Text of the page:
Greenberg Center for Judaic Studies
The Maurice Greenberg Center for Judaic Studies at the University of Hartford is one of the top destinations for Jewish students across the country. Here you can excavate the biblical past through texts and archaeology, debate Talmudic scholars, delve into Holocaust studies, and master Yiddish or Hebrew, while exploring the rich Jewish life the University offers.
With a new international center for Judaic Studies, an outstanding and award-winning Hillel, a Chabad Jewish center, local synagogues, and a Jewish community center just one mile down the road, UHart has solidified its place as one of the preeminent campuses for Judaic Studies and Jewish student life in the U.S.
We offer a Bachelor of Arts in Judaic Studies with a rich array of exciting classes in six different areas: history, Yiddish, Arabic, bible, Holocaust studies, and Israel studies.
We also offer a minor in Judaic Studies for students of all backgrounds to give you an opportunity to enrich your program of study. The minor complements a variety of programs including education, history, English literature, philosophy, and international studies.
The Greenberg Center’s Holocaust Research Library has more than 5,000 books and videos, and there is a special collections room with artifacts and thousands of books about Jewish civilization throughout the world.
There are opportunities to study abroad and go on archaeological excavations in Israel, Greece, or Europe with professional researchers. Our students’ discoveries have been featured in television documentaries seen by millions of people all over the world.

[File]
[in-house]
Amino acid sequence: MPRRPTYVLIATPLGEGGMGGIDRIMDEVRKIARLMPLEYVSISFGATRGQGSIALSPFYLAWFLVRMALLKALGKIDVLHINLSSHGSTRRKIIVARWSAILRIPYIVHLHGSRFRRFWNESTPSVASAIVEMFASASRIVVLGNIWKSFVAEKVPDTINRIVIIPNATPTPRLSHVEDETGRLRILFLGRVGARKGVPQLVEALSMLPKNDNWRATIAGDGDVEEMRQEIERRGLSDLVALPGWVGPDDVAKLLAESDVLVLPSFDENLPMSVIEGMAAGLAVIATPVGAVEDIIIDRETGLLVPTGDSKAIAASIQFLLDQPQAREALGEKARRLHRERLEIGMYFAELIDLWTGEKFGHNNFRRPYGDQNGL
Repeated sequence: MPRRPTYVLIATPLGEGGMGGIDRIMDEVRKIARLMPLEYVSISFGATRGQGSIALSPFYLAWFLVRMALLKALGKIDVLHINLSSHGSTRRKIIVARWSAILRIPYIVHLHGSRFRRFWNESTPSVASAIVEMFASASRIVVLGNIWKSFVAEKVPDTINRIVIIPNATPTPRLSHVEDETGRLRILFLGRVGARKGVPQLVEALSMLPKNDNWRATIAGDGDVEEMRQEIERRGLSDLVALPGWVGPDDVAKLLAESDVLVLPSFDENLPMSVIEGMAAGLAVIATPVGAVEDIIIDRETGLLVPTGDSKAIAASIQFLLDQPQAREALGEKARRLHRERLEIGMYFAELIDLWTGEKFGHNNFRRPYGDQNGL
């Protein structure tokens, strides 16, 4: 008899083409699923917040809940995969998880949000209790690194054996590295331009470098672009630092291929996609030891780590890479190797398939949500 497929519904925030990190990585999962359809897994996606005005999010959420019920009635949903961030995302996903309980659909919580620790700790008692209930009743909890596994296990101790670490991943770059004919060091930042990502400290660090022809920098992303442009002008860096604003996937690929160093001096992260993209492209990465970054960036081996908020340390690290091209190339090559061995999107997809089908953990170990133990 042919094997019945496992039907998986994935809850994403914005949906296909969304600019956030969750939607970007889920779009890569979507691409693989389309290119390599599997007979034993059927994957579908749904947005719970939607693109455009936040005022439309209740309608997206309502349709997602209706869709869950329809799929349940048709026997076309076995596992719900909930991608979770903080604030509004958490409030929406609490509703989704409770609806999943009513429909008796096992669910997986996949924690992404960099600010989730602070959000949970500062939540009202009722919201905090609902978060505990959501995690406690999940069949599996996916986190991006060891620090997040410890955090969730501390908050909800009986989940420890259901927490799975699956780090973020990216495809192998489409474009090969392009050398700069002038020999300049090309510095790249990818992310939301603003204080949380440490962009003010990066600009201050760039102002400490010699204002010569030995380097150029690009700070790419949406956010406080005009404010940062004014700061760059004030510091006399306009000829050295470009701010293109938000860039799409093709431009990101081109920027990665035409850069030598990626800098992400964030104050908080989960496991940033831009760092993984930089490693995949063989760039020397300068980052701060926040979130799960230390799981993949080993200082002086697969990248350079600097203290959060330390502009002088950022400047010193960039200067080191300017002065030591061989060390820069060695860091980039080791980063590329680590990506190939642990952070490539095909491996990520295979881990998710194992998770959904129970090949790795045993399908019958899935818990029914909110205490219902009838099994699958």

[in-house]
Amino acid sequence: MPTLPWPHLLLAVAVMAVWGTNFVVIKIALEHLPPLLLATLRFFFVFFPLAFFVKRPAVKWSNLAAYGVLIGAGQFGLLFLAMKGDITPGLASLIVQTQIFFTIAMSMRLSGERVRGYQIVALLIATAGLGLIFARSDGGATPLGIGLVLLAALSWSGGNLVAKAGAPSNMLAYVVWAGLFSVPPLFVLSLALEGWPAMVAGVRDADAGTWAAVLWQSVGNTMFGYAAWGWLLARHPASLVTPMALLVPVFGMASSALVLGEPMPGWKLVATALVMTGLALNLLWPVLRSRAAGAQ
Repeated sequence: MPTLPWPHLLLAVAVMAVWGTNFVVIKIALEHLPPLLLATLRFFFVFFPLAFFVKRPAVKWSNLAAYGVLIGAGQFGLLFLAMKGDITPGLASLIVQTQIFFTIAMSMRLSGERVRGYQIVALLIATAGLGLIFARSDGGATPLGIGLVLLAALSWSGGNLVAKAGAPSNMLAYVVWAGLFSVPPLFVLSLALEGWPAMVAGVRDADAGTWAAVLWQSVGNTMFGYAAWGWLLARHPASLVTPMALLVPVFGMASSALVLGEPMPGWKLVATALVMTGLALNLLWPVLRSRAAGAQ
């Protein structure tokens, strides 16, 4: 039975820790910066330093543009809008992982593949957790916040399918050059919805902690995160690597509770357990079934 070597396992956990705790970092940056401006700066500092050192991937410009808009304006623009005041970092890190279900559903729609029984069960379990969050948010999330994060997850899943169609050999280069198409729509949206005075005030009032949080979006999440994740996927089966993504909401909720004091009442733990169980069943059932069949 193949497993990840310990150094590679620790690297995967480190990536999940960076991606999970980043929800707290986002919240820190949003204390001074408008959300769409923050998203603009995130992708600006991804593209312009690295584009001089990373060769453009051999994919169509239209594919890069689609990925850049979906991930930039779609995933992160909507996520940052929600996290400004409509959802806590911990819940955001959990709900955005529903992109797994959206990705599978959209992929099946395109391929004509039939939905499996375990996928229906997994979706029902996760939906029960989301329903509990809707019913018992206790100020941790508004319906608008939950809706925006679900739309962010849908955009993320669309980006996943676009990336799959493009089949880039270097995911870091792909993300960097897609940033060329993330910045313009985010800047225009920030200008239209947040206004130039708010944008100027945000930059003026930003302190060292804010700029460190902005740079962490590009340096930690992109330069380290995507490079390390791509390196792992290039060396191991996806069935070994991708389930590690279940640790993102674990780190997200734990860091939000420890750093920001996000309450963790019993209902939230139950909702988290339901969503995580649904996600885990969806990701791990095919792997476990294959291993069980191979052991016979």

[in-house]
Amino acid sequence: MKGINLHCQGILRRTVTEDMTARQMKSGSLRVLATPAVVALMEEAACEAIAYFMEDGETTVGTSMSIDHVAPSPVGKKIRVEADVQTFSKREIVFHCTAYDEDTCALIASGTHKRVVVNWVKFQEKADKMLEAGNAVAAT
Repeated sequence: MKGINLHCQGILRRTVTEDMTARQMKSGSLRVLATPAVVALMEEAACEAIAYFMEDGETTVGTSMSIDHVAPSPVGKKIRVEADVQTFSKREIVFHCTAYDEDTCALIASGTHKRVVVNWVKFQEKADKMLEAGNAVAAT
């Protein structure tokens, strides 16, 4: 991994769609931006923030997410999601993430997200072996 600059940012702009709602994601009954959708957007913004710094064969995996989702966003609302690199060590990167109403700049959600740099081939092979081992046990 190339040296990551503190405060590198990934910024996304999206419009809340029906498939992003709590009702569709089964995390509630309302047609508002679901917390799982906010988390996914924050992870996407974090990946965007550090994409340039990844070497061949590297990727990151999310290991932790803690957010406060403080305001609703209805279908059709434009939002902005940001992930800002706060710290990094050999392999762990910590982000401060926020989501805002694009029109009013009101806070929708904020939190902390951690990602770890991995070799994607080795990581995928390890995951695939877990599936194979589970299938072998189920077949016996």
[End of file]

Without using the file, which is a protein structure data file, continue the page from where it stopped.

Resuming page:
Our students have gone on to careers in politics, science, law, education, and public service and others are attending graduate school. Our faculty will mentor you if are interested in the work of curators, docents, archives, and museum studies. Some of our graduates have gone on to the rabbinate and the cantorate.
Meet the Greenberg Center Faculty and Staff
The Greenberg Center directs the University’s Museum of Jewish Civilization on campus, which offers you real-world museum experience. You can assist in planning and coordinating exhibits, catalogs, annual lectures, and special events.
Watch how our students are involved in the creation of the museum exhibits:
You can work with faculty on research, co-author publications, and make presentations at regional, national, and international conferences.There are opportunities to study abroad and go on archaeological excavations in Israel, Greece, or Europe with the University’s team of researchers. Our students’ discoveries have been featured in television documentaries seen by millions of people all over the world.
Judaic Studies and Art History, '19
Merav spent a summer making archaeological discoveries in Lithuania at the site of the Great Synagogue, which was destroyed by the Soviets during World War II. In the photo Merav is holding one of the 19th century coins discovered near the synagogue’s changing rooms adjacent to the bathhouse. Her work and the rest of the team’s discoveries are featured in the University’s Museum of Jewish Civilization.
It wasn’t an easy summer, and there was a lot of emotional intensity—but I wouldn’t trade the experience for anything.